the risk of being excessively PC is the risk that we will feel the desire to compare ourselves to others.  the desire to be “more PC than thou”, is dangerous, because then we start looking for things to judge and criticize.  instead of appreciation, inspiration and awe, we feel the urge to be the critic, and start looking for problems and fallacies in the things that we see and hear.

storytelling is arguably the most ancient form of art, and often becomes the most intricate.  in the form that Webley and Palmer are working, their project involves not just storytelling, but song-writing, character development and performance.  try and find any performer who is not developing a character, or stage presence.  do we criticize them for this, or do we appreciate the entertainment and thought-provocation that they’ve gifted us with?

I told The Wizard the child-appropriate parts of the Evelyn Evelyn story, and watched him become emotionally invested in it.  and then I played a video of an Evelyn Evelyn performance for him, and watched the dawning of realization on his face.  the result?  a smile.  as we age, we must not lose our understanding of the value of story.  Einstein said “The fairest thing we can experience is the mysterious. It is the fundamental emotion which stands at the cradle of true art and true science. He who knows it not, who can no longer wonder, who can no longer feel amazement, is as good as dead, a snuffed-out candle.”

We should appreciate that Evelyn Evelyn gives us the gift of the mysterious.  Their story makes us feel and imagine, and, heaven forbid, even makes us laugh.

there are many people who disagree with me.  I’m not trying to accuse them of having a drive to find fallacies in the world around them, or of being a snuffed out candle.  their views are valid, in their own right.  I’m just urging people to try to see things in a different light.  if you like, you can find an opposing view at http://disabledfeminists.com/2010/02/09/evelyn-evelyn-ableism-ableism/  it’s a well-stated blog by a woman who is offended by Evelyn Evelyn.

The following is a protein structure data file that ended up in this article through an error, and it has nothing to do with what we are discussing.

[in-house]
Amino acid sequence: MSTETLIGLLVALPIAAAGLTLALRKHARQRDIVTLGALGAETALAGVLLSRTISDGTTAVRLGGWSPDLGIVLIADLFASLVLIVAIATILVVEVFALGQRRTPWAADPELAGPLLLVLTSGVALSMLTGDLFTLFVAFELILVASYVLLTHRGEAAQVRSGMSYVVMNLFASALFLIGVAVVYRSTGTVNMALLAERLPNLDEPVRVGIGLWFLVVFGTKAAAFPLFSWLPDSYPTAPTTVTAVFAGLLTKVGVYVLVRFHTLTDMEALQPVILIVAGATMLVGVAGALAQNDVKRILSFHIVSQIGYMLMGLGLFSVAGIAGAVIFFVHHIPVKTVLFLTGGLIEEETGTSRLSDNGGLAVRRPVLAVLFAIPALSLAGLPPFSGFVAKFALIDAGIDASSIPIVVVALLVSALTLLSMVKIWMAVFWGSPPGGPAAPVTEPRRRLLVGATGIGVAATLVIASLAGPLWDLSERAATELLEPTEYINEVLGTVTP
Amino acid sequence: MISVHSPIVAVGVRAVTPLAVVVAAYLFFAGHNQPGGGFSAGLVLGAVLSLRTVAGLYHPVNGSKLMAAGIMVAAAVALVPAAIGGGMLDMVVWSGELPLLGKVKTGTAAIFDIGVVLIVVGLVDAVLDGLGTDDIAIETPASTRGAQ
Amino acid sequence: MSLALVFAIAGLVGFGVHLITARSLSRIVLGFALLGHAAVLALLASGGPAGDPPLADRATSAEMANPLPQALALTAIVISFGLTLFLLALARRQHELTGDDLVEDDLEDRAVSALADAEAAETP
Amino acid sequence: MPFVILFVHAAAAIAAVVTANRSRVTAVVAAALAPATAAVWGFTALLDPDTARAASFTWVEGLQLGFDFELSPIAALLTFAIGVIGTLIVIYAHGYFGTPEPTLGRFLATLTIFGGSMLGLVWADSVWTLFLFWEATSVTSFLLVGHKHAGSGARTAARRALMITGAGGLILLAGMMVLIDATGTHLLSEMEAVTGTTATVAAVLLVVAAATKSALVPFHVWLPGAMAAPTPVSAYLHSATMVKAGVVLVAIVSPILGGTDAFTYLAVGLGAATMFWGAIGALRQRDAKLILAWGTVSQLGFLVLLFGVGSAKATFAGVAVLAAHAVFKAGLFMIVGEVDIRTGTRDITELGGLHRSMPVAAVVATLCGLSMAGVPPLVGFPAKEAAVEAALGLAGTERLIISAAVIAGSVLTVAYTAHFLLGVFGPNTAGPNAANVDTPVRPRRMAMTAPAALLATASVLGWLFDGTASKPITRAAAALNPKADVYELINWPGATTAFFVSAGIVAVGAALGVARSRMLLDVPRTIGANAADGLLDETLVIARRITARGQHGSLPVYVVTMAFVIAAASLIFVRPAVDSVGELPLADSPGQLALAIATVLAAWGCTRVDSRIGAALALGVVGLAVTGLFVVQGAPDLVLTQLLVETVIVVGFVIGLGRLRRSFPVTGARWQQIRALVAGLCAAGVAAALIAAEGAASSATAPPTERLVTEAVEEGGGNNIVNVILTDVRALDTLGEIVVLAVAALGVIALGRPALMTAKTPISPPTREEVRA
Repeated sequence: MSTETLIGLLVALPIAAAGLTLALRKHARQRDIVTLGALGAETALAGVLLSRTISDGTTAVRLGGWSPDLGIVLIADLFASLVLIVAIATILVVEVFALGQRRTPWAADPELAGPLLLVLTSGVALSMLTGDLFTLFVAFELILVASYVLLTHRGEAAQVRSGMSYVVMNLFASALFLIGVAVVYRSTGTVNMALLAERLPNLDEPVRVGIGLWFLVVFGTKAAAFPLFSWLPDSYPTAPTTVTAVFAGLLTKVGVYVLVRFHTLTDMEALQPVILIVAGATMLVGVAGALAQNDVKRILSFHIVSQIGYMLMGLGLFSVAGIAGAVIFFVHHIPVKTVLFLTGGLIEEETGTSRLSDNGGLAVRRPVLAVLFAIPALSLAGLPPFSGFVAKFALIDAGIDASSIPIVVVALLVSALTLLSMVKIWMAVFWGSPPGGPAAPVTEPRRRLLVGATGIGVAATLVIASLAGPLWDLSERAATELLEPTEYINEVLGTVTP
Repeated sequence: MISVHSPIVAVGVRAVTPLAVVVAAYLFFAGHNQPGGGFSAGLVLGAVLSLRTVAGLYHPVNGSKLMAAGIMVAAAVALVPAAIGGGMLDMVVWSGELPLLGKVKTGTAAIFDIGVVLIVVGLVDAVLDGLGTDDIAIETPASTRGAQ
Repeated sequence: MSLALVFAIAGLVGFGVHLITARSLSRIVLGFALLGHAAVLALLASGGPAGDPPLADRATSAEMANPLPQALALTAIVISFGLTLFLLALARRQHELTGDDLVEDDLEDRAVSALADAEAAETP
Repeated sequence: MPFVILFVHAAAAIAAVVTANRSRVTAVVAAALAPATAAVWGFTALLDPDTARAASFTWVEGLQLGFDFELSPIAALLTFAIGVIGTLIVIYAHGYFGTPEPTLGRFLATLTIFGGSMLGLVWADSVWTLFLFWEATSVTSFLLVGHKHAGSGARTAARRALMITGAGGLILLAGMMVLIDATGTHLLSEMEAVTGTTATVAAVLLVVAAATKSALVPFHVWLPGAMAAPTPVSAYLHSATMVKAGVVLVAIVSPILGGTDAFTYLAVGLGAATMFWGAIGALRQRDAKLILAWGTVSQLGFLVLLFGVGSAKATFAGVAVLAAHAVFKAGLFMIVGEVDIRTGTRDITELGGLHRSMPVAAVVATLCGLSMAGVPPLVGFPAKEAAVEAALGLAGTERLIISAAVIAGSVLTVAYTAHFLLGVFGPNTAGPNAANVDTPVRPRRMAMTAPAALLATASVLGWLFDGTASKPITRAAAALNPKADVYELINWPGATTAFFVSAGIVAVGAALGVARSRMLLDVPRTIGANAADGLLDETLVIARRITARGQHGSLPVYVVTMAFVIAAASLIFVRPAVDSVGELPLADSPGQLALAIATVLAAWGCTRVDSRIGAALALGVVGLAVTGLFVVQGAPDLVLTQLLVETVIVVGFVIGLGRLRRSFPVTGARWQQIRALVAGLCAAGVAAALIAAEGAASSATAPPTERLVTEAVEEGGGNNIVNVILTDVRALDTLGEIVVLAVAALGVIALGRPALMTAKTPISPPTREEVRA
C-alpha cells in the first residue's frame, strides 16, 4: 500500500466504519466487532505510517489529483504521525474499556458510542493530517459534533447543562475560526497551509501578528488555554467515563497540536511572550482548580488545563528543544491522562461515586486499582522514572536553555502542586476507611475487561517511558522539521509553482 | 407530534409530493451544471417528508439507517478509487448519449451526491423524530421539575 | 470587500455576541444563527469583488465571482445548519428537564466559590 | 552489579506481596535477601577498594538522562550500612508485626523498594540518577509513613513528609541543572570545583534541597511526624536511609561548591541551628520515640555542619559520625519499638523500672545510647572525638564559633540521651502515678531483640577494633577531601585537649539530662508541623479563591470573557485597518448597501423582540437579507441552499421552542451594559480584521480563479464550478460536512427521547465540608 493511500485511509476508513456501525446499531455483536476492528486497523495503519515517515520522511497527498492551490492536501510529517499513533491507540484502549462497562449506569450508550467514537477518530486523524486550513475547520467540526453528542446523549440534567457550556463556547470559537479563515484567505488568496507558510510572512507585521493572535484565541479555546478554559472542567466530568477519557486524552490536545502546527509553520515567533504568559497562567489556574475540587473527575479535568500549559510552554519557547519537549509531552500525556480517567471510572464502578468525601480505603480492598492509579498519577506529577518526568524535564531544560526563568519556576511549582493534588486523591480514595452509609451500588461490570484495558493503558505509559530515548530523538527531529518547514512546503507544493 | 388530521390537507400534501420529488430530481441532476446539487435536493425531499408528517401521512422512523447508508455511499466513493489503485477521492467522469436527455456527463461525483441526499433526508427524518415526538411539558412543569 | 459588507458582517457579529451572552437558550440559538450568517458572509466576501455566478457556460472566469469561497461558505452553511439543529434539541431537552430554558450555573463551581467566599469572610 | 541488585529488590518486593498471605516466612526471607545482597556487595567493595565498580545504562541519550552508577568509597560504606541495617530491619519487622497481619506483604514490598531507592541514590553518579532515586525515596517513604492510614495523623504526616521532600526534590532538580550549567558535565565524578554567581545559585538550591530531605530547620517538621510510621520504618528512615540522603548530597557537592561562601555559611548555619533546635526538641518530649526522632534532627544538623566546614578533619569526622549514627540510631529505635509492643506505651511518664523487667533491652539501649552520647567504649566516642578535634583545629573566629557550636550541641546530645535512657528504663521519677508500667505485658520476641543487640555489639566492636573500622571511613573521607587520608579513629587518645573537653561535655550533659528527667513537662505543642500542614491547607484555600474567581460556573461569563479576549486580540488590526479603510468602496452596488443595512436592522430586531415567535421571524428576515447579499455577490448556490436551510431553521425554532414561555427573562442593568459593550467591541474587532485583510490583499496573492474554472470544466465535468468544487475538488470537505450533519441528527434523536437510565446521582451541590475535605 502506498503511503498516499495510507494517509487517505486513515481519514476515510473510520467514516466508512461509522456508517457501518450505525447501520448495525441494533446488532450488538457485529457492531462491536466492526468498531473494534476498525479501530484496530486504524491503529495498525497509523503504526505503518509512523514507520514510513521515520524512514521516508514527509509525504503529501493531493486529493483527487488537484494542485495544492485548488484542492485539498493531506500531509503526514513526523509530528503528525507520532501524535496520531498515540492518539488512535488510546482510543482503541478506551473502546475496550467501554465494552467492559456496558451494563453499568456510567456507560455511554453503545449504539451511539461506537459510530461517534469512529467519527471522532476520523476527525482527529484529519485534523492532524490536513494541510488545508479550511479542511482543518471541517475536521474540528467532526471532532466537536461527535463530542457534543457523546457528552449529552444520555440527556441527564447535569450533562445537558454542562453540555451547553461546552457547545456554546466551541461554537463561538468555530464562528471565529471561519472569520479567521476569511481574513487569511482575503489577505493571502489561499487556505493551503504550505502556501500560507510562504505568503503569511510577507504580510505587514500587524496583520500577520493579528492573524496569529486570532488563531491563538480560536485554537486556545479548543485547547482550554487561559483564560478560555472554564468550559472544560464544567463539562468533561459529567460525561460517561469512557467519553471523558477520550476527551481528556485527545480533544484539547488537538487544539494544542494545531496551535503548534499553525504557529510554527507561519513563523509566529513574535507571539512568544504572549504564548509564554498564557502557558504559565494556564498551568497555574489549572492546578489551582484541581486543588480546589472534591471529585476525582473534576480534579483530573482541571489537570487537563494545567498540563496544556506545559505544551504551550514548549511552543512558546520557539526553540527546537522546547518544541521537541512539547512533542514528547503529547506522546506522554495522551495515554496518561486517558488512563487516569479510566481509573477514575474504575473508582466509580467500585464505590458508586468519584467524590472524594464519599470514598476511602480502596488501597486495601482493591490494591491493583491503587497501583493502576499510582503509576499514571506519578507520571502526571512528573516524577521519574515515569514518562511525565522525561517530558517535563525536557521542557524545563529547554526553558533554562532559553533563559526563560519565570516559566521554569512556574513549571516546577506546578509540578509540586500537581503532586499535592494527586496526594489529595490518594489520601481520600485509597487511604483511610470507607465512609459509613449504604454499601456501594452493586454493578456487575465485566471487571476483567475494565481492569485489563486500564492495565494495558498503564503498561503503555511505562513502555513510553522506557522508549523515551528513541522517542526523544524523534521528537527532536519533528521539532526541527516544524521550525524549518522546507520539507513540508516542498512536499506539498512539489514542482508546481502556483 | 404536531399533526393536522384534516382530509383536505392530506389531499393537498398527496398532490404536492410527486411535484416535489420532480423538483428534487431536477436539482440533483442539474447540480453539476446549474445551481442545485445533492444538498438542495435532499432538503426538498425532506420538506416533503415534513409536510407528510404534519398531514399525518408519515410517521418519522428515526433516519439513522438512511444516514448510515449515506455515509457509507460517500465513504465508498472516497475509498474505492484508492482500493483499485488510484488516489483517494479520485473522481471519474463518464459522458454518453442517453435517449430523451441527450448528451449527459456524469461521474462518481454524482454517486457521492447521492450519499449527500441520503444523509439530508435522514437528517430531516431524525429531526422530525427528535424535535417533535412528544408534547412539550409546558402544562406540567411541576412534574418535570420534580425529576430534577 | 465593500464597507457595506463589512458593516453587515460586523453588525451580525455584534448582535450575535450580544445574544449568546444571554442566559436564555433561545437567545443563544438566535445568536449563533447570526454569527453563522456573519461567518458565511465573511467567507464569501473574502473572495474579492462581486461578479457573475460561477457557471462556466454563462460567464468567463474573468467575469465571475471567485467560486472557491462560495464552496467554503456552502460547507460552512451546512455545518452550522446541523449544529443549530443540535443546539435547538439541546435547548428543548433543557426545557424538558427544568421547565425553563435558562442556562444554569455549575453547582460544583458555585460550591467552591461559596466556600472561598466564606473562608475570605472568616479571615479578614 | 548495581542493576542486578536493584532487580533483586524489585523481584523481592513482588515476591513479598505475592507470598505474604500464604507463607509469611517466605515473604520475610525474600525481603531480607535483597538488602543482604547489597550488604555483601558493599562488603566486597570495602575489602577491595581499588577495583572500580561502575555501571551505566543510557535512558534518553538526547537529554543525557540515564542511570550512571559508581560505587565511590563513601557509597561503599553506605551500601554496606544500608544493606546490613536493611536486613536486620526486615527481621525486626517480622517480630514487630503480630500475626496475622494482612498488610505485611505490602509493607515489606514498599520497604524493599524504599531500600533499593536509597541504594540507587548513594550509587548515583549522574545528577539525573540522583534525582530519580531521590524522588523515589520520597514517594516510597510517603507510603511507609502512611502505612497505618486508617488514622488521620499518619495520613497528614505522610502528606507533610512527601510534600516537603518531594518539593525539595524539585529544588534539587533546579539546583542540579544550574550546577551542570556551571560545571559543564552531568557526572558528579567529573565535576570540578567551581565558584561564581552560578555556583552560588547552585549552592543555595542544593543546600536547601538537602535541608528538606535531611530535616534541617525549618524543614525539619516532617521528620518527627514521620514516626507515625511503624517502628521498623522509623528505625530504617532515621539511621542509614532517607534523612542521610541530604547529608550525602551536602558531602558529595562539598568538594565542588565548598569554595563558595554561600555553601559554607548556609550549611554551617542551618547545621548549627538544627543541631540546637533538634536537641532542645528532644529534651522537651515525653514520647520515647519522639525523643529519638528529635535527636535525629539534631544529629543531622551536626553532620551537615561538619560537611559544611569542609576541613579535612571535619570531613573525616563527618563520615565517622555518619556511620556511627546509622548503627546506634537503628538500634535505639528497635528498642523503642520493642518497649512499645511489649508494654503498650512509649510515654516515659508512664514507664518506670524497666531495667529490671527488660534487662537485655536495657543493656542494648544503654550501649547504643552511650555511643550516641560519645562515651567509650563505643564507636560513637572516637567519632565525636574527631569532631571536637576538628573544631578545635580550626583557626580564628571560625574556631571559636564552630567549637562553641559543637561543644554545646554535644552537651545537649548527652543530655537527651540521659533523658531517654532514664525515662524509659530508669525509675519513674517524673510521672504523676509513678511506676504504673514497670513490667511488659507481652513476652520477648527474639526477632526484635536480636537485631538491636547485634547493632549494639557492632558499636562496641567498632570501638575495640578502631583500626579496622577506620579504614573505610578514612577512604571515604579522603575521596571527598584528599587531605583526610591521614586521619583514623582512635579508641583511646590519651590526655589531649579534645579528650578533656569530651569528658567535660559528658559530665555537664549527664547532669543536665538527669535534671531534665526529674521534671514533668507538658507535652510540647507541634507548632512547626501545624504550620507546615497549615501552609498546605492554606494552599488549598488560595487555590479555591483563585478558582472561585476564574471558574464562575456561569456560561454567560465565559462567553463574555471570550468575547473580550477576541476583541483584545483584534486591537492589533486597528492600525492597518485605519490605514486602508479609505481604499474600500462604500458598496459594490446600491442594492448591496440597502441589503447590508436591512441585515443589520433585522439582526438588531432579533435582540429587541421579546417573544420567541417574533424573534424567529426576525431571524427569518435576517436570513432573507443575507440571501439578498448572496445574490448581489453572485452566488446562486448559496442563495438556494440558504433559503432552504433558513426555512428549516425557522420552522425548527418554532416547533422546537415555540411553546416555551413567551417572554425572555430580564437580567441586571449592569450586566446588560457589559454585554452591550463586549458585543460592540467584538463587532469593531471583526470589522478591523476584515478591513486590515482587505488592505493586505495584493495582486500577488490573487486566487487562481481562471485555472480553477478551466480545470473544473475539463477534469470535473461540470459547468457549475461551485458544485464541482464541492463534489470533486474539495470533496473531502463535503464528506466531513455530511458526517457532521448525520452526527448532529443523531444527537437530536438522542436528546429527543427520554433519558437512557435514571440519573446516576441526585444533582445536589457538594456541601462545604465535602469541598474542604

In closing though, I would like to say, respect story.  respect the artists who continue to give it to us in it’s truest sense.  also, go and listen to Evelyn Evelyn ( www.myspace.com/evelynevelyn ) and, if you are so inclined, buy the album.  it’s coming out March 30th, and I’m all over it, because good lord.  it’s some good shit.

-Domestic Anarchist

reactions vrs. responses

The Domestic Anarchist here!  posts have been few and far between, dealing with maternal health issues (my mom was recently diagnosed with breast cancer and underwent a masectomy a few weeks ago), and some marital bumps (valentines day was a complete fiasco, but we got a do-over the following weekend, hurrah for sushi!), but I’ve still been studying life and parenting as I always do, and noticing things in my interactions with my children.

so.  Reactions vrs. responses.

when our child demonstrates any kind of behavior, we can A. react to it, or B. respond to it.

to refer to my trusty dictionary.com

a reaction is:  “a reverse movement or tendency; an action in a reverse direction or manner”

alternately, a response is defined as “an answer or reply, as in words or in some action.”

we react to situations, and respond to people.   a reaction is instinctive, mechanical, immediate, based on what’s going on with us.  a response is calculated, considered and evaluated, based on what’s going on with the other person.  as examples, I give you two instances from my week.

1.  The Squid, while playing on the floor, got into clean, folded laundry, and pulled out a bunch onto the floor.  I could have